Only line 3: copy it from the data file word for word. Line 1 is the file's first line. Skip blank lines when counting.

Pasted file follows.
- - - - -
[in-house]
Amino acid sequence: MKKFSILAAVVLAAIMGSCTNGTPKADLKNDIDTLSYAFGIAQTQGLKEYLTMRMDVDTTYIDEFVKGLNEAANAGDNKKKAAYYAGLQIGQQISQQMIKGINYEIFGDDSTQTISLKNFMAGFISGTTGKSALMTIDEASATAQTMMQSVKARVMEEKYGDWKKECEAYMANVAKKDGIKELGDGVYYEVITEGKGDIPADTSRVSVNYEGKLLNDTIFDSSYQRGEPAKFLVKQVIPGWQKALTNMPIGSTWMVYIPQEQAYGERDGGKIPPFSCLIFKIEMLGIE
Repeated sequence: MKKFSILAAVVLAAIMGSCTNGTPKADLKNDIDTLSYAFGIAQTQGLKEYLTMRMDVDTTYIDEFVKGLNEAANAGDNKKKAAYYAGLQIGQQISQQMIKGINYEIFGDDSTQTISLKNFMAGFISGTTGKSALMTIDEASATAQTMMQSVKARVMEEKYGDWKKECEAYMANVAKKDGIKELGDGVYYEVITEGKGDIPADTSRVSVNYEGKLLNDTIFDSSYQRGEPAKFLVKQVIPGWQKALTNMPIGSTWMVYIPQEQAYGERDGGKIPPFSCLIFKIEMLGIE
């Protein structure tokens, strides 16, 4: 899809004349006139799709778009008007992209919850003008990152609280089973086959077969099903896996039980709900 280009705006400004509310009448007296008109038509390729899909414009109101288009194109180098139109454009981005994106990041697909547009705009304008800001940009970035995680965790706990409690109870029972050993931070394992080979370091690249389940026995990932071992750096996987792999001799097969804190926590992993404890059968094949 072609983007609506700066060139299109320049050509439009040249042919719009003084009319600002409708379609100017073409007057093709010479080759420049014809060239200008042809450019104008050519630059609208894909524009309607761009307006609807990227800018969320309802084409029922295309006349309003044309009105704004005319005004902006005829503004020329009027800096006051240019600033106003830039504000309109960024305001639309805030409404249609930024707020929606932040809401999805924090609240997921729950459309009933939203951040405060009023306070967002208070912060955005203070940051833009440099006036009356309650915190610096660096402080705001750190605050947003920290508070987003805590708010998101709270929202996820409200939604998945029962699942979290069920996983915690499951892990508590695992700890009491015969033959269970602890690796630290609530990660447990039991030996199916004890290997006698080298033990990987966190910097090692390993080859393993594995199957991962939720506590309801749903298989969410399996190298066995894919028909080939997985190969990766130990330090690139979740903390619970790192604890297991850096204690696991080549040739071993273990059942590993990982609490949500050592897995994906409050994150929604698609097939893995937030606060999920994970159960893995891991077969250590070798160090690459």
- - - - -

Repeated sequence: MKKFSILAAVVLAAIMGSCTNGTPKADLKNDIDTLSYAFGIAQTQGLKEYLTMRMDVDTTYIDEFVKGLNEAANAGDNKKKAAYYAGLQIGQQISQQMIKGINYEIFGDDSTQTISLKNFMAGFISGTTGKSALMTIDEASATAQTMMQSVKARVMEEKYGDWKKECEAYMANVAKKDGIKELGDGVYYEVITEGKGDIPADTSRVSVNYEGKLLNDTIFDSSYQRGEPAKFLVKQVIPGWQKALTNMPIGSTWMVYIPQEQAYGERDGGKIPPFSCLIFKIEMLGIE